“Les Soldes” continue to trend digital

Jan 8, 2014
Vote on Hacker News

ecommerce-soldes-conseils-preparation

According to a study conducted by CSA for FEVAD, France’s leading e-commerce and mail order trade association, 7 out of 10 of internet users plan to either prepare for or make their actual purchases on-line during “les soldes” (bi-annual sales), which equates to 30 million people. Perhaps reflecting the apparent slow-down in France e-commerce sector which we reported on in November, the growth of those planning to make their purchases on-line during the winter sales has plateaued, with 56% buying on-line vs 58% last year.  However, one encouraging sign for online retailers is that the amount that e-shoppers plan to spend is up slightly over last year, so 207€ vs 198€ in 2013.

In looking at what consumers intend to purchase online, the leading category is by far clothing, where 83% of e-shoppers overall, 91% of women and 90% of 25-34s plan to purchase clothing online. Following clothing, shoes, children’s clothes, consumer electronics, and home textiles. While still small, the categories posting biggest gains vs last year look to be home decoration/furniture which are expected to increase to 17% from 12% and handbags which will grow to 10% from 7% last year.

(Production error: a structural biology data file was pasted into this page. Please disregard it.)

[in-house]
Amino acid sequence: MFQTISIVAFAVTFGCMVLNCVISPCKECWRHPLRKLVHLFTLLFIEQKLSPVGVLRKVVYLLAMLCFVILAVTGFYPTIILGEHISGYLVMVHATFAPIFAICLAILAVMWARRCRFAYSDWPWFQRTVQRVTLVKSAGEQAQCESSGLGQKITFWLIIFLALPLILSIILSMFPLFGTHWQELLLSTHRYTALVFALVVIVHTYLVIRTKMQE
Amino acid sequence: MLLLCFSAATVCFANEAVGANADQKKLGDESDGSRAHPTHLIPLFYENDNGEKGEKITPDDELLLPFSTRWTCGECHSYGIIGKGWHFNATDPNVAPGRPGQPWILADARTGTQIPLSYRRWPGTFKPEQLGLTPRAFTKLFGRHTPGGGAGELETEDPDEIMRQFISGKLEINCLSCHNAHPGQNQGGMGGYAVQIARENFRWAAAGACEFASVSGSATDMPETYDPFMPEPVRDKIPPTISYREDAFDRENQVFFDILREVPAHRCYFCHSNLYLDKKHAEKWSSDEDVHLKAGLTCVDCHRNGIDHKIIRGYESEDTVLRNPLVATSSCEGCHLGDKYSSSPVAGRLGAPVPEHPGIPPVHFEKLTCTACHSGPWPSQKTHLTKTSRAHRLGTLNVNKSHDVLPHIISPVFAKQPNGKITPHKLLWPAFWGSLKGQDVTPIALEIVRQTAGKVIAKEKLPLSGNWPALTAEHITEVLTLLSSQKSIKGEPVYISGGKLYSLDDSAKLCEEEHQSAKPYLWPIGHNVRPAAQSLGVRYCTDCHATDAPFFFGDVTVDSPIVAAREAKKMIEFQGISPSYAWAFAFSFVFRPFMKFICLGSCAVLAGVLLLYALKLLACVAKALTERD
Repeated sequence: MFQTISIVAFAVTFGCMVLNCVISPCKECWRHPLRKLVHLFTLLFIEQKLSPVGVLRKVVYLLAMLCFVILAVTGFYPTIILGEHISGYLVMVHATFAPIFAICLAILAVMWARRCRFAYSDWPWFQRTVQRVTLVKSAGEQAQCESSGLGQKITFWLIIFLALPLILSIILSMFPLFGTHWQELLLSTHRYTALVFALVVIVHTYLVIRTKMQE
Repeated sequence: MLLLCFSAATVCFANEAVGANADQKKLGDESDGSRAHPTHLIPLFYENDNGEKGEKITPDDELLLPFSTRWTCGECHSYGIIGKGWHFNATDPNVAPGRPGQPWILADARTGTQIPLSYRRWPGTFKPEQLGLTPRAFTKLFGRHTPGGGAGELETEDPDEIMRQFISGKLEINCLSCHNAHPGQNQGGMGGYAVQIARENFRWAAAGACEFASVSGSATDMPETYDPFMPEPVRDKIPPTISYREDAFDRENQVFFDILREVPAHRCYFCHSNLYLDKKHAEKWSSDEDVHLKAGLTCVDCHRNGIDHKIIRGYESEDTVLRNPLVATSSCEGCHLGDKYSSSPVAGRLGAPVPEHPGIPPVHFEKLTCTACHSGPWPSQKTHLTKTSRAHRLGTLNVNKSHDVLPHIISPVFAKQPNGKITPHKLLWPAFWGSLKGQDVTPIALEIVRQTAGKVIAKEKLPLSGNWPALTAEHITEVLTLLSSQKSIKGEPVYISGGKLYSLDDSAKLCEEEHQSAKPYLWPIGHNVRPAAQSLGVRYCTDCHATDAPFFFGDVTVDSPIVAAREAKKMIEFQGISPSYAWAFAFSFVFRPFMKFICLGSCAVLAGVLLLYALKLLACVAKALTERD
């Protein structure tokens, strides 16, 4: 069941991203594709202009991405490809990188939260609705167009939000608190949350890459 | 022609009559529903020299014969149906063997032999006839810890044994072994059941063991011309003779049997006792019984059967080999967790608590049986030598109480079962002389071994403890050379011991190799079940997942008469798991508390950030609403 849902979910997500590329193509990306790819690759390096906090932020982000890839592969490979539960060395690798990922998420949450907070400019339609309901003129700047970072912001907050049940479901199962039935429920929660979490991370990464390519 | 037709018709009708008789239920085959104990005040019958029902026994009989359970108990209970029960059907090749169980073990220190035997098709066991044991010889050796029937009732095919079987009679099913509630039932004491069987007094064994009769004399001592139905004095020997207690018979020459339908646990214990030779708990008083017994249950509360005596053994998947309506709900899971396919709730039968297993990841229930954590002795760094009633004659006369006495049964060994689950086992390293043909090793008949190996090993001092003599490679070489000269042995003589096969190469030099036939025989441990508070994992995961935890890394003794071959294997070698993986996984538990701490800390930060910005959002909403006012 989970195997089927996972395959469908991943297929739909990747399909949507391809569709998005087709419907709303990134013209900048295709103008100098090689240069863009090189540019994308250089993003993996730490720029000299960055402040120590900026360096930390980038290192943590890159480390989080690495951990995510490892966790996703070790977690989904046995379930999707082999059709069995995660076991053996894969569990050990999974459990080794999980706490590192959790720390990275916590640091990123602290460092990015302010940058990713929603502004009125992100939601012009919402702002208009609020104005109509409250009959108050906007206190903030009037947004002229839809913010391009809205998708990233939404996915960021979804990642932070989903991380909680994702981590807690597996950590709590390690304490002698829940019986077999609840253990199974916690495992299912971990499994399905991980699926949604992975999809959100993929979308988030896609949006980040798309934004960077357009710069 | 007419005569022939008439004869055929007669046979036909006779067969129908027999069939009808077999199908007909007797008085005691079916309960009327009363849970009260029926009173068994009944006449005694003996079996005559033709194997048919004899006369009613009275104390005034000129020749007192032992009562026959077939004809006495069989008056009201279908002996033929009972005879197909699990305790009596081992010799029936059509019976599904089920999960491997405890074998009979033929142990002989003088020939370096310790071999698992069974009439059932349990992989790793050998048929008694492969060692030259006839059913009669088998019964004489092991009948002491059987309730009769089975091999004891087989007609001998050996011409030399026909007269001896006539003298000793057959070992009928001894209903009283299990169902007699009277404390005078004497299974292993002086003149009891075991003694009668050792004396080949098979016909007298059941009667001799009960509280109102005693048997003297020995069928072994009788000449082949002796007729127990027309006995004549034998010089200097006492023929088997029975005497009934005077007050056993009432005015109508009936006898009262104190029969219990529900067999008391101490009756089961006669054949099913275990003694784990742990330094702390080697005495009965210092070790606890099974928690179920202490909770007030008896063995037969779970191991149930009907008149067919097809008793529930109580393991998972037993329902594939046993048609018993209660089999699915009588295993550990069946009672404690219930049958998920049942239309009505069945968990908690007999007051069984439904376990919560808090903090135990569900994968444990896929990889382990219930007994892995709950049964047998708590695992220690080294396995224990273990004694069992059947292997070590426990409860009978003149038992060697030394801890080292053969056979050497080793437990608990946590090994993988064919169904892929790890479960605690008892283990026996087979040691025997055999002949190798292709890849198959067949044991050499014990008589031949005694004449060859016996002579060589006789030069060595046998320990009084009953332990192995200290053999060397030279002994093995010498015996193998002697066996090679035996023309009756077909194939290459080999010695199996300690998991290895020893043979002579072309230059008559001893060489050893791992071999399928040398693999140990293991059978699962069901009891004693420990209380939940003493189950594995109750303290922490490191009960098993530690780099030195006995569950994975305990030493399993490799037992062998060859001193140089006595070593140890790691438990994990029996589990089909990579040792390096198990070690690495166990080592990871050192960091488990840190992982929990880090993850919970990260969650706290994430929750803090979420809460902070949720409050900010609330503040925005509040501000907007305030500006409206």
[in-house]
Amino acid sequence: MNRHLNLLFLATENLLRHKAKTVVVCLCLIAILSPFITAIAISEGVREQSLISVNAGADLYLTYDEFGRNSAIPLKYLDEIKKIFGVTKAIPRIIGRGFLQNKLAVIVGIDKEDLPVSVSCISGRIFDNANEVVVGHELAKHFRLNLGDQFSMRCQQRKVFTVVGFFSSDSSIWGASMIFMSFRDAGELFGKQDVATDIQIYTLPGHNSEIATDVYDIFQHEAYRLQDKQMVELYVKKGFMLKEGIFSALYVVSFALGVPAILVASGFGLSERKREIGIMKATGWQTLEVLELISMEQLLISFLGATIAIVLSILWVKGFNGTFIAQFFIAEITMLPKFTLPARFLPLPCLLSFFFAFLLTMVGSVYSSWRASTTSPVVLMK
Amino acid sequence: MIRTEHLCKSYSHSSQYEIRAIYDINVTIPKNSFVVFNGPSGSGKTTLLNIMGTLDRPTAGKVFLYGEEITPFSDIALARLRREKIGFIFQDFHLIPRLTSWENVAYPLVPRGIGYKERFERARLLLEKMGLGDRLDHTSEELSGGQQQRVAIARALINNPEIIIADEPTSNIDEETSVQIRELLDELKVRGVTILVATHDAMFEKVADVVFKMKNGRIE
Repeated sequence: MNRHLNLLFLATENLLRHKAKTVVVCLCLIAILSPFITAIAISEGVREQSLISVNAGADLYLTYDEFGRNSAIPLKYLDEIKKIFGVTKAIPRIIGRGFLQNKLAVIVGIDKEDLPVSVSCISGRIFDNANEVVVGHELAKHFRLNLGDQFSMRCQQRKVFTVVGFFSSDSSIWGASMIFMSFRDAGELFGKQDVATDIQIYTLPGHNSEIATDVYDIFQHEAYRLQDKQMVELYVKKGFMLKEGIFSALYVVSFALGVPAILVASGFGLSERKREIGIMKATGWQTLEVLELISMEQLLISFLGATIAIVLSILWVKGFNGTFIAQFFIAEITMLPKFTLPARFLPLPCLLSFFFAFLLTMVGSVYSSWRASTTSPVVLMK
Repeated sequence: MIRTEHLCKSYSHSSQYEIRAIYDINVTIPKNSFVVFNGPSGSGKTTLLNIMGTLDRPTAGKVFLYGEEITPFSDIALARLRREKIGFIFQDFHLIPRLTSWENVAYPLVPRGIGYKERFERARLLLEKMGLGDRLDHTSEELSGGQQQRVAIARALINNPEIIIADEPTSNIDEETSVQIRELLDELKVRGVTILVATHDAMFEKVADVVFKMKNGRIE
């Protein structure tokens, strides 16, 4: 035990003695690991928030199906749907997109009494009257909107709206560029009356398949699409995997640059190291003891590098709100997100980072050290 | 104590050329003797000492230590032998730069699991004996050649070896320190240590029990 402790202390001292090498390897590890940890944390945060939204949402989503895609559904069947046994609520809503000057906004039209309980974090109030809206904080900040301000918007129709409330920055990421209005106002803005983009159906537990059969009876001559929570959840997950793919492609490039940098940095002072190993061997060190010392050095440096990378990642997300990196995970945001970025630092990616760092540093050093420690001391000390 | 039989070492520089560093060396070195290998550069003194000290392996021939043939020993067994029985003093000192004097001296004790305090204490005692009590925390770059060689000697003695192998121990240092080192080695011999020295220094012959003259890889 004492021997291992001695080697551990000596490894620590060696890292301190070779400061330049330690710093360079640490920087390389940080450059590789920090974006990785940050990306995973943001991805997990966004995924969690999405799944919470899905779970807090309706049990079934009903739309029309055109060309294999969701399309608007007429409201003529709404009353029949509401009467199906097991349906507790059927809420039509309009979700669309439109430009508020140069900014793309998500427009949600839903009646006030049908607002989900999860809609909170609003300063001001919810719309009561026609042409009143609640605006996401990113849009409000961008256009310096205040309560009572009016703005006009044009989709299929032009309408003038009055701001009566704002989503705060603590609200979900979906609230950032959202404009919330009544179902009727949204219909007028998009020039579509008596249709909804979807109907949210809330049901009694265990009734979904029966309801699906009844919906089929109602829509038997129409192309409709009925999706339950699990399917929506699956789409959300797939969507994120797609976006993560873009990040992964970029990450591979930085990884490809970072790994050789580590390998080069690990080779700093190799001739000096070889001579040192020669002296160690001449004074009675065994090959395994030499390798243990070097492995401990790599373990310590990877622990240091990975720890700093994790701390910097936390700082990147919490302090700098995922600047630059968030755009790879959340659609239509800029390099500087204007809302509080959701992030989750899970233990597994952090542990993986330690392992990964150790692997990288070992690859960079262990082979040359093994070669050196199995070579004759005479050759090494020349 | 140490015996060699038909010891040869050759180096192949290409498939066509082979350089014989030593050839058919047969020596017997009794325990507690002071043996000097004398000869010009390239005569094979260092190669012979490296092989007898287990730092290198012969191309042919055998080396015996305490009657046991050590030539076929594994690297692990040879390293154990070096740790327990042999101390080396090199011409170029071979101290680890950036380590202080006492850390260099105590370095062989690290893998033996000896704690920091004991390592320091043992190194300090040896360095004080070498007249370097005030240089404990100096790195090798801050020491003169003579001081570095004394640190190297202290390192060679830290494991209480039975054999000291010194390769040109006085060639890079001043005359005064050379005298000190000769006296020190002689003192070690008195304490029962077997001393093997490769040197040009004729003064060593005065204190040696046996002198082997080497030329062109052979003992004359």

As for m-commerce, there are signs that consumers are starting to look to their smartphones to help them get the jump on other shoppers. While a majority of e-shoppers plan to buy or look for info on products via their PC or mac, 26% plan to use their smartphones and 24% their tablets. The biggest mobile shoppers look to be men, young adults (18-24…40% by smartphone!) and, not surprisingly, those residing in the Paris region. This is an encouraging finding as it offers some signs that French consumers’ reluctance to purchases via mobile devices may be cooling. While one could argue that this is down to a cultural change, this trend is also likely driven by improving mobile connectivity across France, even in light of the slow roll-out of 4G and connectivity on public transport.